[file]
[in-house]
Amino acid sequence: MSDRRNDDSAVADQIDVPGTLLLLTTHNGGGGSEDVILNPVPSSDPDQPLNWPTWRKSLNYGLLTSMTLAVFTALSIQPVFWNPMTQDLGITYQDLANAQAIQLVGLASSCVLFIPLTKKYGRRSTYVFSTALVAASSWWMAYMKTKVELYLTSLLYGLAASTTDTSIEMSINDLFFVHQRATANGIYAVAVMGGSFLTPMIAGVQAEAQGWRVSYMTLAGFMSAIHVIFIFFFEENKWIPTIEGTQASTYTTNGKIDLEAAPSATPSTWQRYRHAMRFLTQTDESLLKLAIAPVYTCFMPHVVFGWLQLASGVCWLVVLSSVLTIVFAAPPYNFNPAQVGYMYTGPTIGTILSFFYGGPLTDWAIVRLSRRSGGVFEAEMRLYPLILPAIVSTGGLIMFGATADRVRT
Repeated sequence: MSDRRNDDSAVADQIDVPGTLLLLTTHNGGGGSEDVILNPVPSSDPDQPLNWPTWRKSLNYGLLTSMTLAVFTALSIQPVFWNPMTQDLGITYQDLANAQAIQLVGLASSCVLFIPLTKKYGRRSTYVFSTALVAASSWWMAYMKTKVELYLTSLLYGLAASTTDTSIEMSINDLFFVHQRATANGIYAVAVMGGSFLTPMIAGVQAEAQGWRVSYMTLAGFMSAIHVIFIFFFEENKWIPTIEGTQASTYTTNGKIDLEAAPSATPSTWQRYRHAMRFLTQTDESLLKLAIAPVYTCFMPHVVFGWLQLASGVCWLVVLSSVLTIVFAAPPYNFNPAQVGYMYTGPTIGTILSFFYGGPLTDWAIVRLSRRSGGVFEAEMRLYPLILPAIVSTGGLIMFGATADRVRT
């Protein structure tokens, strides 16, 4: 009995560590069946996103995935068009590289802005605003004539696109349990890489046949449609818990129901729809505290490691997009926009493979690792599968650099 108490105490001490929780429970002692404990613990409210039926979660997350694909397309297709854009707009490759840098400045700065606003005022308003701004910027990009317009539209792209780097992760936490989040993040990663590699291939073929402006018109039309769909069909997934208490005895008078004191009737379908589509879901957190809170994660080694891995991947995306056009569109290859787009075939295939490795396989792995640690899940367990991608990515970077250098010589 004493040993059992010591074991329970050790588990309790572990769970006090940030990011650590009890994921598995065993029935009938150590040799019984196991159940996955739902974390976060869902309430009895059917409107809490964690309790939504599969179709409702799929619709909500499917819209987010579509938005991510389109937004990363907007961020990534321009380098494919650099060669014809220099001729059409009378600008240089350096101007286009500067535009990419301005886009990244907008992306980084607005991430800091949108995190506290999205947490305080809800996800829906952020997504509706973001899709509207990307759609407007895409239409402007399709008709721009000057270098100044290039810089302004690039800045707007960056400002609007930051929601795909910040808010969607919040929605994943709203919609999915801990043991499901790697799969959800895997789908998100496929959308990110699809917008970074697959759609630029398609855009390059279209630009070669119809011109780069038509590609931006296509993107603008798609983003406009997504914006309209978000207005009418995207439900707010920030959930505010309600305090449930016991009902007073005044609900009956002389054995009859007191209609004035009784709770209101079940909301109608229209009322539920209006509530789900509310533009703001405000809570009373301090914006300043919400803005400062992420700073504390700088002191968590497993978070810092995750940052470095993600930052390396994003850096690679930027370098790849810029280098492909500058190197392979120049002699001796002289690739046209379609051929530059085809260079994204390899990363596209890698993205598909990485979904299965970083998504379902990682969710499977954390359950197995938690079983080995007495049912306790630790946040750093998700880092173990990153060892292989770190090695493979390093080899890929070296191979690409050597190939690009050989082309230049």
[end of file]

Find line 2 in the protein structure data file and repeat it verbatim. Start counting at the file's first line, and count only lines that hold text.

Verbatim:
Amino acid sequence: MSDRRNDDSAVADQIDVPGTLLLLTTHNGGGGSEDVILNPVPSSDPDQPLNWPTWRKSLNYGLLTSMTLAVFTALSIQPVFWNPMTQDLGITYQDLANAQAIQLVGLASSCVLFIPLTKKYGRRSTYVFSTALVAASSWWMAYMKTKVELYLTSLLYGLAASTTDTSIEMSINDLFFVHQRATANGIYAVAVMGGSFLTPMIAGVQAEAQGWRVSYMTLAGFMSAIHVIFIFFFEENKWIPTIEGTQASTYTTNGKIDLEAAPSATPSTWQRYRHAMRFLTQTDESLLKLAIAPVYTCFMPHVVFGWLQLASGVCWLVVLSSVLTIVFAAPPYNFNPAQVGYMYTGPTIGTILSFFYGGPLTDWAIVRLSRRSGGVFEAEMRLYPLILPAIVSTGGLIMFGATADRVRT